Te Waka Rākau was formed in 2016 to bring wāhine and their whanau together to share their stories through the traditional practice of Rongoā Māori. Their stories are shared through the rongoā they create and the mirimiri they provide.
The products that we make and the knowledge that we share about rongoā is passed down through whakapapa. When you hold a product of ours in your hand, we want you to know where it came from, what's in it and how it came about.
We have been working with rongoā for most of our lives. The recipes we use have been handed down through the ages and we have kept our kaupapa very simple. We only use native plants grown in abundance on our whenua (land).
Our products are hand produced by our local collective who have a passion for rākau. We do everything from local harvesting to manufacture through to the mirimiri we provide in our clinic. We are healers. Our range of recipes are created to support the work that we do with customers. We have mirimiri (massage) balms that are for specific uses as well as a range for all over body massage.
In 2020 we became a registered charitable organisation operating as a not-for-profit business.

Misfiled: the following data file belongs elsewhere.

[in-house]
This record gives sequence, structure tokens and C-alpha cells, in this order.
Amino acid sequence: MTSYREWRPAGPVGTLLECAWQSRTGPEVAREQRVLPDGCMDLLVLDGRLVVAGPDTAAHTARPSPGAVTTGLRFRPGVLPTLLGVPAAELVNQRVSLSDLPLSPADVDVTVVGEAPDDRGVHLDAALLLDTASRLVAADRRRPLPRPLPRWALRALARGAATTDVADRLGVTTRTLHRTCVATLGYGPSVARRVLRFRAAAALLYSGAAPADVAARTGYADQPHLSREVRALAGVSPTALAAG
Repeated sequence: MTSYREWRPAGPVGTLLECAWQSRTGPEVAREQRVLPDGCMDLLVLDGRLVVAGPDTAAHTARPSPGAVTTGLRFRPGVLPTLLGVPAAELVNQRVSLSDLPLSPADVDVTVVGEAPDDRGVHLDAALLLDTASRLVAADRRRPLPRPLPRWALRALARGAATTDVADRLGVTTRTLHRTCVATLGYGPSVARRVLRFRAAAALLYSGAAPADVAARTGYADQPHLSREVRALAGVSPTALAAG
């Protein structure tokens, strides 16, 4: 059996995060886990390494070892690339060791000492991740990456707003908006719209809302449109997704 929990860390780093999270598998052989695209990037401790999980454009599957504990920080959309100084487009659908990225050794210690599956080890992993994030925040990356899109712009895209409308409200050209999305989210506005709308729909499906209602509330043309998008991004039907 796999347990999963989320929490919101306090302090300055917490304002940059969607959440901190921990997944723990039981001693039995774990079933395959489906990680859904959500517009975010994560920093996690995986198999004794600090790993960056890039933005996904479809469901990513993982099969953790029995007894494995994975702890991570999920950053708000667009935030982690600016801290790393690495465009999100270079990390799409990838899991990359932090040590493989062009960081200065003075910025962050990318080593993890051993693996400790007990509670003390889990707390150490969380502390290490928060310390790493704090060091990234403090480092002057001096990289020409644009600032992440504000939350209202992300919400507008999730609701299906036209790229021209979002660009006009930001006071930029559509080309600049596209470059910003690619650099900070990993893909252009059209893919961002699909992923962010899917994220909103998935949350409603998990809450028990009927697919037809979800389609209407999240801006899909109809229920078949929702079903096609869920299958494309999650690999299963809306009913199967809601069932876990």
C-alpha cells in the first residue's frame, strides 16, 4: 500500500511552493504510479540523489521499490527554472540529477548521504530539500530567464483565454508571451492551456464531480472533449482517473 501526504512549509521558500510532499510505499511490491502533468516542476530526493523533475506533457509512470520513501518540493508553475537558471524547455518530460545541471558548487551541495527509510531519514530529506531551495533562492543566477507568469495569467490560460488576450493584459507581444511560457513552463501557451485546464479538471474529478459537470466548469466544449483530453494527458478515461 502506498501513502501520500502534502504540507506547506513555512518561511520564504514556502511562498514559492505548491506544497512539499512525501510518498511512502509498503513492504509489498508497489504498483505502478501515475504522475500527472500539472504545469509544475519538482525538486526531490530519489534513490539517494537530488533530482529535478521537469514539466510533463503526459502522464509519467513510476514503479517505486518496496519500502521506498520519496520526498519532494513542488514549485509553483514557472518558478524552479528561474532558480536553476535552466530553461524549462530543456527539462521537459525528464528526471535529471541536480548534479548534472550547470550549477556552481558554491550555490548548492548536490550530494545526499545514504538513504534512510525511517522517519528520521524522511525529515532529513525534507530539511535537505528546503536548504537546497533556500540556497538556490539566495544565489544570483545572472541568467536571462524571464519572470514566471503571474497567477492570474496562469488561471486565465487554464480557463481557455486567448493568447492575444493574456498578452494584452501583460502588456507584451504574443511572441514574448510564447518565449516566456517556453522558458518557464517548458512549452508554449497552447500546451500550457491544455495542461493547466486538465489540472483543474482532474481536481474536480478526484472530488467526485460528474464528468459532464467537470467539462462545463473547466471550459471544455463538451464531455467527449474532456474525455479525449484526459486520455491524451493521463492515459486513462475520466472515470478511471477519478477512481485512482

Over the past 4 years, our initiatives have evolved and our rongoā community has grown. We deliver year long rongoā wānanga and events that include; self-reflection, plant identification, stream restoration, seed collecting, nursery management, rongoā māori services and more. Punaora Clinic developed from the delivery of Punaora Rongoā wānanga. The students were learning from each other providing mirimiri and rongoā, very soon friends and whanau were coming in. The clinic is based in Otaki.
Our story begins here...
Our story really begins with my great-great-great-great grandfather Rawiri Te Wanui. He was born under Maungatautiri and came to live in Otaki in the early 1800's. He was the minister of Rangiatea Church in Otaki and was taken under the wing of Hadfield before he was ordained deacon in 1872. I often ponder on his connection to the ministry and his devotion in helping his people. I also reflect on the journey he took to arrive in Otaki and make it his home.
Rawiri Te Wanui
His granddaughters, Mereruia and Heneti spent considerable time on Kāpiti Island cultivating land . They became very adept at preparing rongoā or traditional medicines from plants. What I have experienced on Kapiti Island is the abundance of kohekohe (Dysoxylum spectabile) and kawakawa (Piper excelsum) that grows there. They would have learned all ways and methods on how to use these plants for healing. In particular, I have a strong connection to kohekohe because of its rongoā for the whare tangata. I often korero with these kui when I am in the ngahere.